Many states have been cracking down on employee non-compete agreements lately. California has recently decided that workers who are already employed by a company cannot sign a valid non-compete agreement with that company without some sort of additional compensation. Signature of a non-compete agreement as a condition of getting hired, however, is common practice in the business world. The Illinois Appellate Court though, has just made a new ruling which changes all that.
The case is Fifield v. Premier Dealer Services and it involves an employee who worked for a subsidiary of a company which spun off of the parent company and was acquired by another firm. The employee lost his job as a result of the sale, but was then offered a job if he signed an agreement stating that he would not work for a competitor for two years after leaving the company. Within a few months of accepting the job, the employee quit and went to work for a rival company.
The decision reached by the Illinois Appellate Court was related to precedents in Illinois law that govern what happens when an existing employee is required to sign a non-compete agreement. These precedents state that, in such a situation, a worker who has been employed by the company for at least two years is considered to have received sufficient compensation for entering into a non-compete agreement.
Tony Valiulis, a partner at the Chicago law firm, Much Shelist P.C., which represented the plaintiffs, Eric Fifield and his new employer, Enterprise Financial Group, Inc., successfully argued that the same precedents should apply to newly hired employees.
Despite the fact that states across the country have been growing increasingly strict when it comes to worker non-compete agreements, the new Illinois rule has elements which go beyond what has so far been seen in other states. According to the new rule, even though the non-compete agreement was a condition of getting hired and the employee quit, a minimum of two years of employment is still required in order for the non-compete agreement to be enforceable.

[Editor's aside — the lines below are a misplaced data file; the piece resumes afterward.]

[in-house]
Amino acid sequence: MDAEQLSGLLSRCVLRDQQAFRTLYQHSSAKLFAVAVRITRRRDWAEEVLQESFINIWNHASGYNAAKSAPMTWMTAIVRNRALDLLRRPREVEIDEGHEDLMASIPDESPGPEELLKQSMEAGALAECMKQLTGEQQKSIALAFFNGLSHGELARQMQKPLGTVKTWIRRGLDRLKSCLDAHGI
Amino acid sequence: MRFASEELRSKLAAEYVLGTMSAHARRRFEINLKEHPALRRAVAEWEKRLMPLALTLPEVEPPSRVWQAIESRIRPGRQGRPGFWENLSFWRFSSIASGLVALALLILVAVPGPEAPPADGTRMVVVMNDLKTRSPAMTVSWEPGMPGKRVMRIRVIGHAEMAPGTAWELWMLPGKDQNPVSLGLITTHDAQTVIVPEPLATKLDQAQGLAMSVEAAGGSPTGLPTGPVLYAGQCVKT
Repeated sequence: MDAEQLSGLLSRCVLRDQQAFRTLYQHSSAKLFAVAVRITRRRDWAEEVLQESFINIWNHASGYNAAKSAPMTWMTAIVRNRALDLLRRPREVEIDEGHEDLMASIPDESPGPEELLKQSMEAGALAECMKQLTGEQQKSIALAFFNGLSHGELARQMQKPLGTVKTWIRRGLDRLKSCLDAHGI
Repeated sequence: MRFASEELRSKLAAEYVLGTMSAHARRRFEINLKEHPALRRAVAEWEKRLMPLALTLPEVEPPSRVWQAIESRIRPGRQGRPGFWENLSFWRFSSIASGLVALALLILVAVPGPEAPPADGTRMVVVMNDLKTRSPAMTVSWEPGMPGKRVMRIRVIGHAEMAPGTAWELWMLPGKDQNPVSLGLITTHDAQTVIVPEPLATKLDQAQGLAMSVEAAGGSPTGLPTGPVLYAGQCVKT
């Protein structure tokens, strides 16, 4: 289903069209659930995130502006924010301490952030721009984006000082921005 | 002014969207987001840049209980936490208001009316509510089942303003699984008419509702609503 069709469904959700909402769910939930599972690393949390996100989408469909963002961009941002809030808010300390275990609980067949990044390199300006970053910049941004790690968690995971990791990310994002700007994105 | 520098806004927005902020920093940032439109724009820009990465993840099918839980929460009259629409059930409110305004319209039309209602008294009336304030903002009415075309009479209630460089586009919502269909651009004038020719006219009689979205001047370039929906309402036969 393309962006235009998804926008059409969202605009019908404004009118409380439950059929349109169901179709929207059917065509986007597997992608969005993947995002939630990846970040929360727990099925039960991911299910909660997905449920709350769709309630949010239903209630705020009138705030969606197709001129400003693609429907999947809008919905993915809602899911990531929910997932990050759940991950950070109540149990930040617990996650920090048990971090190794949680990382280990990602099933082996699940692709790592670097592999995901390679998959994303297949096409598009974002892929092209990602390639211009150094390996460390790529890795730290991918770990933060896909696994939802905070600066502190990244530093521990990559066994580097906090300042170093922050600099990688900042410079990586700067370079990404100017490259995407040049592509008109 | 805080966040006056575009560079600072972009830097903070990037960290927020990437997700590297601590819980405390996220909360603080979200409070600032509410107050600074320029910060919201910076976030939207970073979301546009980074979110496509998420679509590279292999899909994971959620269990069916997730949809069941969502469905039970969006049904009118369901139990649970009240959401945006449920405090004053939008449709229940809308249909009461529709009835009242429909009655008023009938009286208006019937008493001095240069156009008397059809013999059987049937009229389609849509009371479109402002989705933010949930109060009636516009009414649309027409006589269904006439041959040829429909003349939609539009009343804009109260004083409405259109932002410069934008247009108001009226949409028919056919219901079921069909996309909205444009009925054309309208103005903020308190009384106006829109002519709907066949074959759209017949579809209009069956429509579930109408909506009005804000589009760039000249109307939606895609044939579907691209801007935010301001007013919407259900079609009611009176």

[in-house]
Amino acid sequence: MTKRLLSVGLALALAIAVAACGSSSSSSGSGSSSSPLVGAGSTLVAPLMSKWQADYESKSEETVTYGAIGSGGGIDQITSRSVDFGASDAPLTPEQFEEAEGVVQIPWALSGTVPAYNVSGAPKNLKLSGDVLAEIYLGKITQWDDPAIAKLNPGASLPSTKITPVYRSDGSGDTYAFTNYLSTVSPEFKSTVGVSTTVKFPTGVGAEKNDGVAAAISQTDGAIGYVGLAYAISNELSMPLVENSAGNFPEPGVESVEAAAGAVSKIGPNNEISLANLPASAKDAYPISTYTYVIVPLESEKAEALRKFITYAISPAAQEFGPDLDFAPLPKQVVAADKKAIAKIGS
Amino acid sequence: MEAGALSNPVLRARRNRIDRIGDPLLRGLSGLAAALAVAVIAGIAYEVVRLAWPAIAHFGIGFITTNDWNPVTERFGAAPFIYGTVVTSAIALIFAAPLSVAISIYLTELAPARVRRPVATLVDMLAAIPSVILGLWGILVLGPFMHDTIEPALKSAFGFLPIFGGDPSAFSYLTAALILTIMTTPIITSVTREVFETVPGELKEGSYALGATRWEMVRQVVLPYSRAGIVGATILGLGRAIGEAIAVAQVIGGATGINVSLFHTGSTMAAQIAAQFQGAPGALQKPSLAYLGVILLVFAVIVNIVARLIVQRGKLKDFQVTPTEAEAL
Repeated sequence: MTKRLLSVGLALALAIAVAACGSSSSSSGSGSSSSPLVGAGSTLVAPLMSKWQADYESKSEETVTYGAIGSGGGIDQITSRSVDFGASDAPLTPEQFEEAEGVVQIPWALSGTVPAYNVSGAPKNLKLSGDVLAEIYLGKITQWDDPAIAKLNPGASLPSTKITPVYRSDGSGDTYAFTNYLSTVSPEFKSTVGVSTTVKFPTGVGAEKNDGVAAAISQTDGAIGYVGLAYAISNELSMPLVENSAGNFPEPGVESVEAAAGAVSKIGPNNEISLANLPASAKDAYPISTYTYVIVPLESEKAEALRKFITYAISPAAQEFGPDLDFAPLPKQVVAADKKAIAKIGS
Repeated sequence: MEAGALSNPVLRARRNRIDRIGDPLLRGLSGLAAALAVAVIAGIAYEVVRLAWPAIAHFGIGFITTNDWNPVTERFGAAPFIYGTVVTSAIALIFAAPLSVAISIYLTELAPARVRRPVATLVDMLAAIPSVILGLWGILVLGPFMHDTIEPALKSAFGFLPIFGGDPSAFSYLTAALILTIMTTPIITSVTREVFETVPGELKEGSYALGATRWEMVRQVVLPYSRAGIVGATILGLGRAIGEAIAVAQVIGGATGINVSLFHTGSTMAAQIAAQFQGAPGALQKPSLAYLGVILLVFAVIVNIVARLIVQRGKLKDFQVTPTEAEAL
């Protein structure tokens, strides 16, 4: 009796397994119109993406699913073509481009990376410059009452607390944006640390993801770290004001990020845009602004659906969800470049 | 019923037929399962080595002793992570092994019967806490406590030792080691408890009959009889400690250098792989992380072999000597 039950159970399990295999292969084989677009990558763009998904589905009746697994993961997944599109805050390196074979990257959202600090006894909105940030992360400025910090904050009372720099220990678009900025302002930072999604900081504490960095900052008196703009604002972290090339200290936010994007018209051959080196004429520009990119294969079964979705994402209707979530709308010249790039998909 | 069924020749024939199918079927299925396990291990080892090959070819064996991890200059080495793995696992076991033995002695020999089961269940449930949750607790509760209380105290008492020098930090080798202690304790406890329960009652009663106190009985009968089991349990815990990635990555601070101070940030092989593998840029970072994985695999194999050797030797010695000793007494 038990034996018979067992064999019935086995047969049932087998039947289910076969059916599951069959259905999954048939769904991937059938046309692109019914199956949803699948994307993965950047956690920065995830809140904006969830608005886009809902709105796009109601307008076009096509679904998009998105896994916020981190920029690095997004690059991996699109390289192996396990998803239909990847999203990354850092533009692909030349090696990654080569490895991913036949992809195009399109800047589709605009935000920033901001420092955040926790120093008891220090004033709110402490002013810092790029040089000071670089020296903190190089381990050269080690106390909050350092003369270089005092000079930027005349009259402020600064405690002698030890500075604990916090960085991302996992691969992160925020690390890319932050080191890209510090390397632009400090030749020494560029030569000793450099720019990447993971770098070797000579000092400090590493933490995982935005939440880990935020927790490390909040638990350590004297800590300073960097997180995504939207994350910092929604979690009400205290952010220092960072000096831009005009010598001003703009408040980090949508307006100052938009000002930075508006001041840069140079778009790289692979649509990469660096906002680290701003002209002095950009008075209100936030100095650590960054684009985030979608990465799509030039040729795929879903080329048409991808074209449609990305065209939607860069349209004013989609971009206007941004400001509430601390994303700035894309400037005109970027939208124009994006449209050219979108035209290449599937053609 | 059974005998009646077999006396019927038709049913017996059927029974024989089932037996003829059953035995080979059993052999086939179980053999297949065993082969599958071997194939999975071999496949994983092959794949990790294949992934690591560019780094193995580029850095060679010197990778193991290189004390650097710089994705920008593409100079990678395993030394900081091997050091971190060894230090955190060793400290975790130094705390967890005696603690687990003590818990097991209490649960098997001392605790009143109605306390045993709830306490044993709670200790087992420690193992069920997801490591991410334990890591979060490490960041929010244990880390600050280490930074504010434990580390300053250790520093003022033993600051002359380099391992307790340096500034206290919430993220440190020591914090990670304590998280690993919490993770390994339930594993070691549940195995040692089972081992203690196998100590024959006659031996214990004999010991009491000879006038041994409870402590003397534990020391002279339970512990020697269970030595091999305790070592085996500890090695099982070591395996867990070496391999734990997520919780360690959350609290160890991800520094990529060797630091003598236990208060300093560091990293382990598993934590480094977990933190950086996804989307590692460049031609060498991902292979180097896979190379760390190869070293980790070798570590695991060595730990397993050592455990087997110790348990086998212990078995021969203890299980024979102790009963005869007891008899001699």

The unanimous decision reached by the Illinois Appellate Court is going to mean a lot of changes to labor law in the state. Many labor lawyers have begun advising their clients to reassess their work agreements and to pay some sort of bonus or additional compensation to prevent their employees going to work for rival companies. “Employers will have to get creative with what they do,” said one Chicago labor attorney. “It can be a signing bonus, a year-end bonus” or another form of compensation.
Many are convinced that such restrictions are harmful to Illinois employers. Joel Rice, a partner at a Chicago law firm, said, “It isn’t a business-friendly rule.”
Others disagree, arguing that non-compete agreements might not be as beneficial for companies as they are commonly believed to be, particularly in sectors which are growing quickly. Massachusetts legislators are currently trying to restrict the use of non-compete agreements. According to P. Andrew Torrez, an attorney in Washington, this is because “tech startups will come to an area with an educated, mobile workforce and having people in that industry tied down makes it less desirable.” It seems that companies fail to consider what they have to gain by the removal of non-compete agreements, rather than what they have to lose.
At DiTommaso Lubin, our business trial attorneys represent business owners and professionals in non-compete and other claims throughout the Chicagoland area including Cook, DuPage, Lake, Kane, McHenry and Will Counties and in the Mid-West region including Indiana, Wisconsin and Iowa. Call us at 877-990-4990 for a free consultation or contact us online by filling out our online contact form at the side of this blog or here.